MANILA/BANGKOK (Reuters) – Governments across Southeast Asia have a history of using laws and the judiciary to curb press freedoms – now, they have found a handy crutch to lean on as they intensify clampdowns: US President Donald Trump’s “fake news” mantra.
Most worrying to media rights advocates is that several countries are promoting new legislation or expanding existing regulations to make publishing fake news an offence. The fear is that, rather than focusing on false stories published on social media, authoritarian
leaders will use the new laws to target legitimate news outlets that are critical of them.
“When the leadership of the United States consistently targets legitimate media reporting as fake, it opens the way for leaders the world over to do the same,” said Shawn Crispin, who represents the Committee to Protect Journalists in the region. “It’s a dangerous trend that is giving authoritarian and
democratic regimes alike justification for targeting or shutting down reporting they don’t like.”
The term “fake news” has entered the lexicon of the Association of Southeast Asian Nations (Asean), whose leaders commended the work done by their governments in countering its spread in a statement issued at the end of a November summit.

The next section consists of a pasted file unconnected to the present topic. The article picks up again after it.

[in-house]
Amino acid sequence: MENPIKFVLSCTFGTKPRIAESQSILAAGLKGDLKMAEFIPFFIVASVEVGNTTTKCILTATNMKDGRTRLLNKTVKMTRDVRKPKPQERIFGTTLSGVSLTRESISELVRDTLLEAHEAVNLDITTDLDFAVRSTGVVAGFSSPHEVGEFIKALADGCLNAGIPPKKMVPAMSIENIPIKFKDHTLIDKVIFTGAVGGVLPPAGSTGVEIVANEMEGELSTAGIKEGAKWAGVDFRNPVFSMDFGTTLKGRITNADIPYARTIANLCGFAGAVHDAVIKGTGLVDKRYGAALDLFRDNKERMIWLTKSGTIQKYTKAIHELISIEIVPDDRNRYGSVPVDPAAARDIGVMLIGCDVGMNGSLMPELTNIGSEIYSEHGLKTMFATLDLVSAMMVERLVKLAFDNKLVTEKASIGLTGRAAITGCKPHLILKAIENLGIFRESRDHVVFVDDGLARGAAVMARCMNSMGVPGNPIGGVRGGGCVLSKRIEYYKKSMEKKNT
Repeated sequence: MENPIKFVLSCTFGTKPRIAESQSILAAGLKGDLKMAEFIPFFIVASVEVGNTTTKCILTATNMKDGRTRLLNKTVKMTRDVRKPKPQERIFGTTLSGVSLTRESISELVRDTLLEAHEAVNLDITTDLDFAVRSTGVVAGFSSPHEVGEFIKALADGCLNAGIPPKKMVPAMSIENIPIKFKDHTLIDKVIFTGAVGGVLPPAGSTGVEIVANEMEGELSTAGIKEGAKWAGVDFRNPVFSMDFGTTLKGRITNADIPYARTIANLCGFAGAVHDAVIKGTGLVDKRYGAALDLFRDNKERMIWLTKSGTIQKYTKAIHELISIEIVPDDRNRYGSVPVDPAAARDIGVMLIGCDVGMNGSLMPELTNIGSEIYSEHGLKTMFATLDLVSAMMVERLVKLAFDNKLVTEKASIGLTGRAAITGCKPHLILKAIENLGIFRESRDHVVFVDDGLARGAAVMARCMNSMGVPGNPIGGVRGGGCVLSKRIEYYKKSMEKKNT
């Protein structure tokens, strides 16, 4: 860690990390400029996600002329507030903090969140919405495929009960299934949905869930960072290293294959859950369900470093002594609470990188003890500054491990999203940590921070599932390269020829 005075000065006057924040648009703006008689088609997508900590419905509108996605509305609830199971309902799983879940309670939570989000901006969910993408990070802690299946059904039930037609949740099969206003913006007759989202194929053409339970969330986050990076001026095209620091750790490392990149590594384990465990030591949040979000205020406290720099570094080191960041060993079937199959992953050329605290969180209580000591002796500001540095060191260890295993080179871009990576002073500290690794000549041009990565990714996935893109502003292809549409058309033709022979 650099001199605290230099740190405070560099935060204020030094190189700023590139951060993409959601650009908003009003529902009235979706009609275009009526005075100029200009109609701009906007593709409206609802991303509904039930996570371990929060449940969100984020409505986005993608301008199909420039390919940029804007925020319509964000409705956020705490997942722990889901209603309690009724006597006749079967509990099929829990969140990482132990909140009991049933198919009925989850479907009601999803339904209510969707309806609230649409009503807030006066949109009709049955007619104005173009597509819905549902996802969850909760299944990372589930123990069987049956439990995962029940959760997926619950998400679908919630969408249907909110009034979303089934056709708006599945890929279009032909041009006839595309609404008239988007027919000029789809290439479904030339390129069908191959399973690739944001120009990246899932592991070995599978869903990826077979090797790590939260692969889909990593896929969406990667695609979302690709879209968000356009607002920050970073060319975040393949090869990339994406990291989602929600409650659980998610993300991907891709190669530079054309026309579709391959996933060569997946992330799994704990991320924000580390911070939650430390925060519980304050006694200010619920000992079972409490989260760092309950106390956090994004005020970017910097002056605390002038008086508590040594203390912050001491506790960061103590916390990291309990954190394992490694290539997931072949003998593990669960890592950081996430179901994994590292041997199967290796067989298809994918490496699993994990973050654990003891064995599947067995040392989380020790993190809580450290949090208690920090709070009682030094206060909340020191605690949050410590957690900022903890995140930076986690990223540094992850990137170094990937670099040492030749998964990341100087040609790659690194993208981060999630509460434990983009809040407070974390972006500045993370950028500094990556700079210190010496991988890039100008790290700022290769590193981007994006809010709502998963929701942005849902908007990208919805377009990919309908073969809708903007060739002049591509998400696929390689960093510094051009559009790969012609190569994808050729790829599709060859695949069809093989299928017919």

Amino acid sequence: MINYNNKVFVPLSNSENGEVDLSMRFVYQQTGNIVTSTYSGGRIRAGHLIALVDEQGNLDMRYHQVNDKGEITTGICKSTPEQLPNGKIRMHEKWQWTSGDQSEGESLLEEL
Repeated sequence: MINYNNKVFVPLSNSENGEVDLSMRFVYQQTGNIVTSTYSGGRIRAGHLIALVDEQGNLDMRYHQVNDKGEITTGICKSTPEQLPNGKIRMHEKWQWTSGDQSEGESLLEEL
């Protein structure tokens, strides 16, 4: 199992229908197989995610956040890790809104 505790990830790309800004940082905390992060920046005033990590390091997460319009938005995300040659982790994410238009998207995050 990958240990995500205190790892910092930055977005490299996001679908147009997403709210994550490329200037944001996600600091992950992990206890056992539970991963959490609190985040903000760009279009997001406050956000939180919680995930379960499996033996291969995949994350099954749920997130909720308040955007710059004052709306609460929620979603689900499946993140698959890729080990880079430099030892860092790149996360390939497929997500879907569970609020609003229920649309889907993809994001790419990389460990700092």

Like everywhere else, Southeast Asia does sometimes have a problem with information on social media that is intentionally false. But there is little sign that the problem has been anywhere as bad as it was, for example, in the run-up to the November 2016 US presidential election.
Last week, after the Philippines’ corporate regulator revoked the operating licence of Rappler, a news site whose scrutiny of President Rodrigo Duterte’s deadly war on drugs has been a thorn in his side, Duterte told reporters it was “a fake news outlet” that had been “throwing trash and shit all along”.
Duterte denied influencing the regulator’s decision, which was followed by the justice minister ordering an investigation into Rappler for possible criminal liability and the National Bureau of Investigation summoning its CEO to answer a complaint related to cyber-crime.
John Nery, associate editor and a columnist at the Philippine Daily Inquirer, which has also come under attack from the government, said “fake news” is now glibly used by people who don’t like what they hear.
“Unfortunately for us, those parties include the government of the Philippines. So it is used to intimidate,” he said.
Anti-fake news legislation, which would impose fines and prison terms of up to 20 years for spreading false information, is under consideration in the Philippines.
Philippines presidential spokesman Harry Roque said the legislation was being promoted by two senators not the Duterte administration.
Asked if the government felt the need to regulate fake news, Roque said: “We believe in free market place of ideas.”
Cambodian Prime Minister Hun Sen regularly accuses critical media outlets of spreading “fake news”.
In his latest attack on Saturday, he backed Trump for announcing “fake news” awards.
“I think President Donald Trump has correctly created an award that he just announced in recent days, the Fake News Award,” he said. “And in Cambodia there is also this type of media.”